I expected that red would be the color that would dominate my thoughts during the second week of February. Valentine hearts and huge firecrackers for the Chinese Lunar New Years were just two of the mid-month reds seen exploding everywhere. But, strangely enough, subtle oranges were filling my viewfinder.
Post-processing helped tease out barely visible oranges in the morning sky at Princeton by the Sea (just north of Half Moon Bay along Highway 1). Simple subjects such as a decaying dock and aged boathouse surrounded by tranquil bay water and looming rainless clouds felt extremely dramatic. Photography, like painting and other visual arts, is often about the artist projecting her vision onto a scene that is witnessed with the naked eye much differently from her final rendered image.
I am hoping that this image might invite you to a calm place where you are enwombed by the tranquil and nutritious spirit of orange. Imagine walking that long dock and then exploring the vintage timbers of the boathouse. Linger a while to be engulfed by the orange sky that is also reflected in the water below you.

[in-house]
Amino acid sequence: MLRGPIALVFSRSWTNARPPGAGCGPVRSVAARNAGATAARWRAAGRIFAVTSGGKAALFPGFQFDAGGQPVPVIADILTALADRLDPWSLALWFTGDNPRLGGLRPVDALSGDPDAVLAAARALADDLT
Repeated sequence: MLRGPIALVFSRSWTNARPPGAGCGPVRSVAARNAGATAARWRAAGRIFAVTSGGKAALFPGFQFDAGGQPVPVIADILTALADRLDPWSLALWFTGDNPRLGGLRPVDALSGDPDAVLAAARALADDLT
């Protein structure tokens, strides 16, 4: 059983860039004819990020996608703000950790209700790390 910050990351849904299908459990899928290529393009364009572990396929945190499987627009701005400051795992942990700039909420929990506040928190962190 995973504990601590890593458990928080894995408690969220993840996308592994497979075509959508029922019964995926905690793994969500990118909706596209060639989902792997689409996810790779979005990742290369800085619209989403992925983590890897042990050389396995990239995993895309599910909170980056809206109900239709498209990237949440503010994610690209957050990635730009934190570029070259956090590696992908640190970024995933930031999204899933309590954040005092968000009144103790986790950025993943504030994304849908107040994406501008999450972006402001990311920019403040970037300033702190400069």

Orange can also enter your view in little bursts like those colors belonging to the legs, feet and eyes of the Northern Shoveler as it dredges the marsh waters for food. Perhaps the most visible characteristic of the Shoveler is that large spoon-shaped bill, which widens towards the tip and creates a shape unique among North American waterfowl.
Seeds of sedges, pondweeds, algae, bulrushes, saw grass, smartweeds, and duckweeds, as well as aquatic insects, mollusks and crustaceans are consumed by filtering the water taken in at the bill tip and jetted out at the base. Many Shovelers winter in California, and a dozen can now be found at Stow Lake in Golden Gate Park.
Orange also signals the beginning of the wildflower bloom as the California and Coastal Poppies begin their annual extravaganza everywhere! As orange awakens the seeds and seed nibblers around us, think of those things that are now awakening in you!